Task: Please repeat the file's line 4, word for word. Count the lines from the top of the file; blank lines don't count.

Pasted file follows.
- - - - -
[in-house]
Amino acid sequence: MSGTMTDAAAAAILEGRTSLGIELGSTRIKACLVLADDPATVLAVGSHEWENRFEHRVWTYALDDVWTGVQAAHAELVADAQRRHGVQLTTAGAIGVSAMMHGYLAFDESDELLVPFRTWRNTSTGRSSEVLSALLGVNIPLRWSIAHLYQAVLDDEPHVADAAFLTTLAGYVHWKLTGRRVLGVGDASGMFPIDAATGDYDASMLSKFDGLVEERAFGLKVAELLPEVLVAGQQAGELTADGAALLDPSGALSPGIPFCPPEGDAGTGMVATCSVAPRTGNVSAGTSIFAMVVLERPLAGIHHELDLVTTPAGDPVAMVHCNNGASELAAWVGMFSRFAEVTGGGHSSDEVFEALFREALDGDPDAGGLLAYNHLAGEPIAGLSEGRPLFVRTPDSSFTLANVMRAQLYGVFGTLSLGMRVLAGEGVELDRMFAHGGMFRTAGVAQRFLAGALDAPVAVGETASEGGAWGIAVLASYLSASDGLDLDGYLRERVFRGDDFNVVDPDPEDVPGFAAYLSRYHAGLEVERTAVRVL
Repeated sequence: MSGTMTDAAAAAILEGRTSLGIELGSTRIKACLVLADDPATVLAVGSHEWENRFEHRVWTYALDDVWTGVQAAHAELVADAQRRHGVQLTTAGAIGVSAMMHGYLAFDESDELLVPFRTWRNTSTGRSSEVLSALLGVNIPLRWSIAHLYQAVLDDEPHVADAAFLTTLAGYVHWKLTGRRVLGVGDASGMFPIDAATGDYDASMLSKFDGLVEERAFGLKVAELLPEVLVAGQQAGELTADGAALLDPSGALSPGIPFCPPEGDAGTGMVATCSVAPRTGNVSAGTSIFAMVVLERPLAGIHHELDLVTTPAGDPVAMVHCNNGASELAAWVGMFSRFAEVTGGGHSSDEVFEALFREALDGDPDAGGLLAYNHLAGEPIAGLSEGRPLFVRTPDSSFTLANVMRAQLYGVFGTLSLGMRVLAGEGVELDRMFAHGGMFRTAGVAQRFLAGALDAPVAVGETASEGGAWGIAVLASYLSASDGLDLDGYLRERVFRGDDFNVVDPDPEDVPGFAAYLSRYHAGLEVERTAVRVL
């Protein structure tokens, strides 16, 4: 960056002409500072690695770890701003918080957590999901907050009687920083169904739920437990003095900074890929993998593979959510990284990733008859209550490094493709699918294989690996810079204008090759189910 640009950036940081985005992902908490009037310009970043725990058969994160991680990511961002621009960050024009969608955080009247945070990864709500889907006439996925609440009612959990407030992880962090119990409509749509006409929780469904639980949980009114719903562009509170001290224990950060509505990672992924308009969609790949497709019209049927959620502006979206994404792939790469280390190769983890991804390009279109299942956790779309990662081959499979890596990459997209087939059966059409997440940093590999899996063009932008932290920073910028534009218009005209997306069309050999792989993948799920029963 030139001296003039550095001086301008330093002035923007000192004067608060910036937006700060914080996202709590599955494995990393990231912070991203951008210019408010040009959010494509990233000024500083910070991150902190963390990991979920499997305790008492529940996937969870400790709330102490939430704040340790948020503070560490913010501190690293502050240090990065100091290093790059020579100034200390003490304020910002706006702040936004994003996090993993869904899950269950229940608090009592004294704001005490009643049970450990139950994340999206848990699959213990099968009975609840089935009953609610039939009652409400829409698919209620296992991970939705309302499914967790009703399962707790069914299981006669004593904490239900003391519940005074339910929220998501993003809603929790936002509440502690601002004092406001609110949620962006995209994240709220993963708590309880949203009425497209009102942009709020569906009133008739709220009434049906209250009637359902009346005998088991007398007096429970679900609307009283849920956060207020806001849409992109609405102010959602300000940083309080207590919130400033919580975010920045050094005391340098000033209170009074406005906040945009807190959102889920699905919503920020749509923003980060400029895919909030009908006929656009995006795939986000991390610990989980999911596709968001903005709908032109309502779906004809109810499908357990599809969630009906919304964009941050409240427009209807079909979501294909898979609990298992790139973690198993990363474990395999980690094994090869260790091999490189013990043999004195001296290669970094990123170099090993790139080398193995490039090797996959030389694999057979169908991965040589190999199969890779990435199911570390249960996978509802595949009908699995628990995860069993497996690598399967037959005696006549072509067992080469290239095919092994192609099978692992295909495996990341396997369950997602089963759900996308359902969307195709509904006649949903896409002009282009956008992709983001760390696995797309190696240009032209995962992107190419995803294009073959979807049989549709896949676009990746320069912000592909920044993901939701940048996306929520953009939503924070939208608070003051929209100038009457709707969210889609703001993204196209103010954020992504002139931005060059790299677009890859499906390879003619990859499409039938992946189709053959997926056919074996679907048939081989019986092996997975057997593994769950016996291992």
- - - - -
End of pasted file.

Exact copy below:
């Protein structure tokens, strides 16, 4: 960056002409500072690695770890701003918080957590999901907050009687920083169904739920437990003095900074890929993998593979959510990284990733008859209550490094493709699918294989690996810079204008090759189910 640009950036940081985005992902908490009037310009970043725990058969994160991680990511961002621009960050024009969608955080009247945070990864709500889907006439996925609440009612959990407030992880962090119990409509749509006409929780469904639980949980009114719903562009509170001290224990950060509505990672992924308009969609790949497709019209049927959620502006979206994404792939790469280390190769983890991804390009279109299942956790779309990662081959499979890596990459997209087939059966059409997440940093590999899996063009932008932290920073910028534009218009005209997306069309050999792989993948799920029963 030139001296003039550095001086301008330093002035923007000192004067608060910036937006700060914080996202709590599955494995990393990231912070991203951008210019408010040009959010494509990233000024500083910070991150902190963390990991979920499997305790008492529940996937969870400790709330102490939430704040340790948020503070560490913010501190690293502050240090990065100091290093790059020579100034200390003490304020910002706006702040936004994003996090993993869904899950269950229940608090009592004294704001005490009643049970450990139950994340999206848990699959213990099968009975609840089935009953609610039939009652409400829409698919209620296992991970939705309302499914967790009703399962707790069914299981006669004593904490239900003391519940005074339910929220998501993003809603929790936002509440502690601002004092406001609110949620962006995209994240709220993963708590309880949203009425497209009102942009709020569906009133008739709220009434049906209250009637359902009346005998088991007398007096429970679900609307009283849920956060207020806001849409992109609405102010959602300000940083309080207590919130400033919580975010920045050094005391340098000033209170009074406005906040945009807190959102889920699905919503920020749509923003980060400029895919909030009908006929656009995006795939986000991390610990989980999911596709968001903005709908032109309502779906004809109810499908357990599809969630009906919304964009941050409240427009209807079909979501294909898979609990298992790139973690198993990363474990395999980690094994090869260790091999490189013990043999004195001296290669970094990123170099090993790139080398193995490039090797996959030389694999057979169908991965040589190999199969890779990435199911570390249960996978509802595949009908699995628990995860069993497996690598399967037959005696006549072509067992080469290239095919092994192609099978692992295909495996990341396997369950997602089963759900996308359902969307195709509904006649949903896409002009282009956008992709983001760390696995797309190696240009032209995962992107190419995803294009073959979807049989549709896949676009990746320069912000592909920044993901939701940048996306929520953009939503924070939208608070003051929209100038009457709707969210889609703001993204196209103010954020992504002139931005060059790299677009890859499906390879003619990859499409039938992946189709053959997926056919074996679907048939081989019986092996997975057997593994769950016996291992």